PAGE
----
AFSCME Funds New 501(c)(4)

One of the America's most corrupt unions, the Am. Fed'n of State, County & Mun. Employees, a top bank-roller of Al Gore and the Democratic Party, has "quietly" created a group that is televising an ad harshly critical of George W. Bush. Neither, the group's ad, nor its website, discloses its relationship with AFSCME.

AFSCME funneled $800,000 to start the group, Am. Family Voices. The group describes its mission as advocacy of "progressive policies, especially economic issues." It alleges its membership includes advocates for consumers, health care, education, children, the elderly, civil rights and labor.

AFV was created in July, after Congress altered tax and election law to increase regulation of  groups under Sec. 527 of the tax code. AFV was instead chartered under Sec. 501(c)(4), a provision in the tax code that allows it to engage in political activity with minimal financial disclosure.

AFV's executive director is Michael Lux, a longtime liberal campaigner who worked for two years in the Clinton-Gore White House and has been affiliated with liberal group,  People for the American Way.

Unions Strike; Vandals Hit the East Coast

Thousands of New Yorkers have lost their telephone service in early Aug., as vandals slashed telephone cables in what police are investigating as possible acts of sabotage in support of a strike of the Communications Workers of Am. and the Int'l Bhd. of Elec. Workers. The waves of vandalism come amid negotiations between Verizon Communications and the two unions that represent employees who are on strike in a 13-state region from Maine to Virginia. Verizon is offering a $25,000 reward for information leading to an arrest for vandalism.

There were reports of at least 455 incidents (233 of which were in N.Y.) -- most of which involved property damage such as severed telephone cables, burnt trucks, slashed tires -- or harassment of Verizon managers. "There have also been a couple cases of building keys broken off in the locks, or Super glue in the locks," said John Johnson, a Verizon spokesman in Boston. "One manager received a telephoned death threat."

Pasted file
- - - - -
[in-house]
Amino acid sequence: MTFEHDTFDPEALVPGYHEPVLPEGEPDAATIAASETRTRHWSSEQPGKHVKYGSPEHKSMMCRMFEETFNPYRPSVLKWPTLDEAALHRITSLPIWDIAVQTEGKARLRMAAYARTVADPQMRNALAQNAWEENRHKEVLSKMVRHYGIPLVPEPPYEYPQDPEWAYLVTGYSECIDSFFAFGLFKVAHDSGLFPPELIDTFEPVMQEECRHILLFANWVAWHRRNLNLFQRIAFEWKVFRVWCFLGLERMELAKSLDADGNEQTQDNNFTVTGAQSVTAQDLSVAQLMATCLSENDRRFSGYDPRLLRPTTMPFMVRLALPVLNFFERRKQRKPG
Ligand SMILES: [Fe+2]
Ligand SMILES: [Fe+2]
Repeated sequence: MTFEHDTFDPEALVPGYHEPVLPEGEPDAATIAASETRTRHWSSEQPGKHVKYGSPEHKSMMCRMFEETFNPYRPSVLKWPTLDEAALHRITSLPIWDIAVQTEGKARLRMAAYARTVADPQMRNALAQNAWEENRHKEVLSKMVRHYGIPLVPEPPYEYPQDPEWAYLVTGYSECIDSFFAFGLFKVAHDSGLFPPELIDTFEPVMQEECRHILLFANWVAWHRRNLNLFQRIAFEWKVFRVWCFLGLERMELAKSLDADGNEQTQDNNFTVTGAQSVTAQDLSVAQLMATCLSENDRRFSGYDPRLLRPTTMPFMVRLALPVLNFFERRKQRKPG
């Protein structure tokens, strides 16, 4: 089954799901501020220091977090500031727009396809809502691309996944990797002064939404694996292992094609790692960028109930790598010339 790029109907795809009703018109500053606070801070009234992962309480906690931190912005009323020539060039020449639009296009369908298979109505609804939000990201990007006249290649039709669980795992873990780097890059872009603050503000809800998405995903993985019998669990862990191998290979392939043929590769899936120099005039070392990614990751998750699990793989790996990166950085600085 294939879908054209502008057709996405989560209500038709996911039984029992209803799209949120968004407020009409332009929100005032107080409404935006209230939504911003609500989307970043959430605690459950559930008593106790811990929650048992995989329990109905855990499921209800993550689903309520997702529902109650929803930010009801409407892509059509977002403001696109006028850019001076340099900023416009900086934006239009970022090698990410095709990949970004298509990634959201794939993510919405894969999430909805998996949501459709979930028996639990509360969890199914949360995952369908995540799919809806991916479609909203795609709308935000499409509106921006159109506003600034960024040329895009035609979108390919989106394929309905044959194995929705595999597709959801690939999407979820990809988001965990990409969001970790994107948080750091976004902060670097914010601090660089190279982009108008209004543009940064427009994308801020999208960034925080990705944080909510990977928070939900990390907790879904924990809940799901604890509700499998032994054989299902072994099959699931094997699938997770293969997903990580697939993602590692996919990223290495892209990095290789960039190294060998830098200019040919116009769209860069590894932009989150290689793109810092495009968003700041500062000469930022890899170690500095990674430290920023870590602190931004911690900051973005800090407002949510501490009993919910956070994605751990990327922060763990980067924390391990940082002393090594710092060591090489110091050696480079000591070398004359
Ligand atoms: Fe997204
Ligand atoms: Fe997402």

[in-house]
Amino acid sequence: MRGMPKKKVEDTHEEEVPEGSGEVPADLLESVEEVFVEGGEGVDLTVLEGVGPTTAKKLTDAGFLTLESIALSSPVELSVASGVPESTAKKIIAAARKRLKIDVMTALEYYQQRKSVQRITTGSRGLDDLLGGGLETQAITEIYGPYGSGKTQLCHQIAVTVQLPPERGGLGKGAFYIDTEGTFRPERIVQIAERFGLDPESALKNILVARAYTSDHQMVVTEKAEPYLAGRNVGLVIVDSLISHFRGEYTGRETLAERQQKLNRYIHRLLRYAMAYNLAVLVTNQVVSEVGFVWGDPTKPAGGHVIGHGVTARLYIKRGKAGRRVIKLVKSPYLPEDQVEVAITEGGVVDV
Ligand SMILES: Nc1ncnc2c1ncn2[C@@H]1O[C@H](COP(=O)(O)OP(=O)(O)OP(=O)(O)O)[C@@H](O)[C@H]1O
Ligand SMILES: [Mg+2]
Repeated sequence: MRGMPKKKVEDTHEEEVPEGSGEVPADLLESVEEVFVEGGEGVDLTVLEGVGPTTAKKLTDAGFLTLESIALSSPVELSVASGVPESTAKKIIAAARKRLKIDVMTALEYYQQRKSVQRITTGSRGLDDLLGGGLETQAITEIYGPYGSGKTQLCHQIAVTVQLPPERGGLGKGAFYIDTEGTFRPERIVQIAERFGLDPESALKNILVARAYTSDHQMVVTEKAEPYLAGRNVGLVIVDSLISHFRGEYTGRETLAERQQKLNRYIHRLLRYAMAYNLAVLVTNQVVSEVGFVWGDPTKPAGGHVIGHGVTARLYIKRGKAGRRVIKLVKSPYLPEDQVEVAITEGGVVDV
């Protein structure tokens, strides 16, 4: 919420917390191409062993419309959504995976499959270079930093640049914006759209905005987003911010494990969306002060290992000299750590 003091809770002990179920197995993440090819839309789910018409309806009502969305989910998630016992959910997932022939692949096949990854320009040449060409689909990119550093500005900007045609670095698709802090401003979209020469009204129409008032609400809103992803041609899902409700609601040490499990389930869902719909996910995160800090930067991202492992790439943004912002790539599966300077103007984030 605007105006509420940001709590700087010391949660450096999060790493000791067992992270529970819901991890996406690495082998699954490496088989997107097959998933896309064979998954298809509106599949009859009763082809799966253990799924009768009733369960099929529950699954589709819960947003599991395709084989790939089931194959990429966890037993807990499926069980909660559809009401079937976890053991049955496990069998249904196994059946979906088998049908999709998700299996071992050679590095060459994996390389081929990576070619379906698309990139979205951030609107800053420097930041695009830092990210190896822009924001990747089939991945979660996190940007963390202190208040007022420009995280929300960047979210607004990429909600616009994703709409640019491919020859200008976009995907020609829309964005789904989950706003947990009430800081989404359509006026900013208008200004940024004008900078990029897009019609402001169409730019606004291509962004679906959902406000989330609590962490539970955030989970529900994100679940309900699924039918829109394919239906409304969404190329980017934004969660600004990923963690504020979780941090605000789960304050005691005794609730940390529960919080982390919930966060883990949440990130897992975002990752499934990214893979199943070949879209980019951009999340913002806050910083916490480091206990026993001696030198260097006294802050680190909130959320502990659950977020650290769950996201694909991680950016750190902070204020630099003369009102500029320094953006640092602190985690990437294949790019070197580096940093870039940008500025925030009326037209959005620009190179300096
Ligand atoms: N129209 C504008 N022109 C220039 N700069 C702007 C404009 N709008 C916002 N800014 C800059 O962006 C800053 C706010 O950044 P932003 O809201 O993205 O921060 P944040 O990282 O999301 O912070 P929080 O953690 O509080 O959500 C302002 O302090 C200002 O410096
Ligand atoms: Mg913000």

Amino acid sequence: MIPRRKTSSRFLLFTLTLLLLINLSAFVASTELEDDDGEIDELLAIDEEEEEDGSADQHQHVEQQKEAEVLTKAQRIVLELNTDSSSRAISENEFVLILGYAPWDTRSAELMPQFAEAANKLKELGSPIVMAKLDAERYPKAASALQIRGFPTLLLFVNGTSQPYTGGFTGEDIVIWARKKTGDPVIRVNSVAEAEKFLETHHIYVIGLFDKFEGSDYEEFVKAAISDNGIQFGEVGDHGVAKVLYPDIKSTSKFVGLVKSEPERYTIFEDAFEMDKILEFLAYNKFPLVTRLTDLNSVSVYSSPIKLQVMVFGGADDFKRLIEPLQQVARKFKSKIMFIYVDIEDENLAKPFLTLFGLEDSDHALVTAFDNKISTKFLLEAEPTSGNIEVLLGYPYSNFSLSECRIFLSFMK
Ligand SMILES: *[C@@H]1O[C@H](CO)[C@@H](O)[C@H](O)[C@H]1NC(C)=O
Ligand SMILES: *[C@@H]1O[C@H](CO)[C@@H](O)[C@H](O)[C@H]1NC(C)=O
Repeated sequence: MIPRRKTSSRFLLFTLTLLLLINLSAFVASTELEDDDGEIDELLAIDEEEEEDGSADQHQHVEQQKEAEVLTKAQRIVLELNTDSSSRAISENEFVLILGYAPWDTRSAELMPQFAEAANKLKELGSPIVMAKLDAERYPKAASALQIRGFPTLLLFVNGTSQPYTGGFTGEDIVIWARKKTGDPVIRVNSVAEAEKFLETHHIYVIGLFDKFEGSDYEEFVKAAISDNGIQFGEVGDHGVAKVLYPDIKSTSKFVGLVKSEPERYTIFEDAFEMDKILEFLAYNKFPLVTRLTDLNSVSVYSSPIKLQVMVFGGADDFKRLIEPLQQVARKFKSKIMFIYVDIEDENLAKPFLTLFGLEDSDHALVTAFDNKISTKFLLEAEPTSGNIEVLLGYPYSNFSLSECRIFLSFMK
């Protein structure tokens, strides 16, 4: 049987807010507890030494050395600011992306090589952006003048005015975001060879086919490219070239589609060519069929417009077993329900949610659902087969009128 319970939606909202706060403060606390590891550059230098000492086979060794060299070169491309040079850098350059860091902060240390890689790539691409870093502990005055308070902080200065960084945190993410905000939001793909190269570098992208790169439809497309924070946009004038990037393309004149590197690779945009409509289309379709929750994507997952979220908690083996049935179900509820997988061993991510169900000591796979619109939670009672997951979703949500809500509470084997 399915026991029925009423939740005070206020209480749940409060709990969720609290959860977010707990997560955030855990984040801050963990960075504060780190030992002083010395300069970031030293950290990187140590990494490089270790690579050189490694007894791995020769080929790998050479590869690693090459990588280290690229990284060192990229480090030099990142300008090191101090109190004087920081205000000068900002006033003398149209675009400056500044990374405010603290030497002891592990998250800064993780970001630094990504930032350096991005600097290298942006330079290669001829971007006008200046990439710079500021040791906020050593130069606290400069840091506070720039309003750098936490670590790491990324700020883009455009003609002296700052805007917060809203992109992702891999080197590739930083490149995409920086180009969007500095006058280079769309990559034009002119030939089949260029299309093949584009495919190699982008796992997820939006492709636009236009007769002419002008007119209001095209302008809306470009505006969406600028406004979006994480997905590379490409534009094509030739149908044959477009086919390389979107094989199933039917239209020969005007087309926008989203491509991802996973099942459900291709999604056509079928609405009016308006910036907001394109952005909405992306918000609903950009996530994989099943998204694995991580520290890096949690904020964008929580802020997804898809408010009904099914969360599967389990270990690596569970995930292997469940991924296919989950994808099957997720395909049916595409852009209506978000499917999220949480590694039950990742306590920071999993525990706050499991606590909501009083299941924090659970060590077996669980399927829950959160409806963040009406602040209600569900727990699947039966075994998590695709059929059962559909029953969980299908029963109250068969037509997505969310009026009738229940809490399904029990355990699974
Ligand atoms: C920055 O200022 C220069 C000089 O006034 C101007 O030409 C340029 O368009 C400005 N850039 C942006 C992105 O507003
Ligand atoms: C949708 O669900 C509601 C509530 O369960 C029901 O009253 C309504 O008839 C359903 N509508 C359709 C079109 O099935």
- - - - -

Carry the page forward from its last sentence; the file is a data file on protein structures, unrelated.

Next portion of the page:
N.Y. Mayor Rudy Giuliani (R) vowed to arrest the vandals: "I have to remind them that it's a crime, and if we do catch them ...they're going to go to jail."

Colorado Union Embezzlers Still on the Job

Three Denver sheriff's deputies, who were also union bosses, with criminal convictions in the past year for embezzling union funds were not disciplined and did not miss a day of work. All they were required to do was return the stolen money. Despite their convictions, Capt. Lenny Ortiz and deputies Joe Sanchez and Venita Ruybal never spent a day in the jail they guard each day. None has been disciplined by their department, although Ortiz's case is about to be forwarded to Denver Manager of Safety Butch Montoya for his decision - four months after Ortiz's guilty  plea.

Such revelations caused at least one city official to react with disgust. "These guys are pleading to crimes and they are never disciplined? This erodes the whole system," said Councilman Ed Thomas, a longtime friend of Ruybal and her police-officer husband. "I definitely think the loss of their job should be a  consideration or at least a part of the equation."

Hoffa Campaign Already in Trouble

William Wertheimer, Jr., the appointed administrator for the 2001 Int'l Bhd. of Teamsters elections, ruled Aug. 1 that IBT president James P. Hoffa's campaign violated rules pertaining to the distribution of nomination petitions and other materials. The election officer invalidated petitions gathered before Aug. 1. The ruling, which will reportedly be appealed, requires the campaign to stop using the fax machines of IBT locals to distribute campaign materials and petitions. Since June, the Hoffa campaign has faxed petition forms and other materials to the more than 500 IBT locals.

All IBT candidates for the fall 2001 elections must file their accreditation petitions by Aug. 31, 2000 to obtain space in the October issue of Teamster magazine. Nomination petitions may be submitted through Dec. 15, 2000 under the election rules.

The Hoffa 2001 Unity campaign said the invalidation was a minor setback that will not harm the candidate's re-election bid.

The campaign office of ex-Ron Carey backer, Tom Leedham, running against Hoffa put out a statement saying: "Right out of the box, Hoffa was caught in major violations."

Niagara Local Probed for Violence

A federal task force and a grand jury are investigating possible connections between Laborers' Int'l Union of N. Am. Local 91 and a series of threats, assaults, vandalism and sabotage incidents at Niagara County, N.Y., construction sites. The incidents include beatings, bombings, death threats, damage to vehicles and equipment, and rocks hurled through the windows at truck drivers on work sites where Local 91 has had disputes with contractors, non-union workers and members of other unions.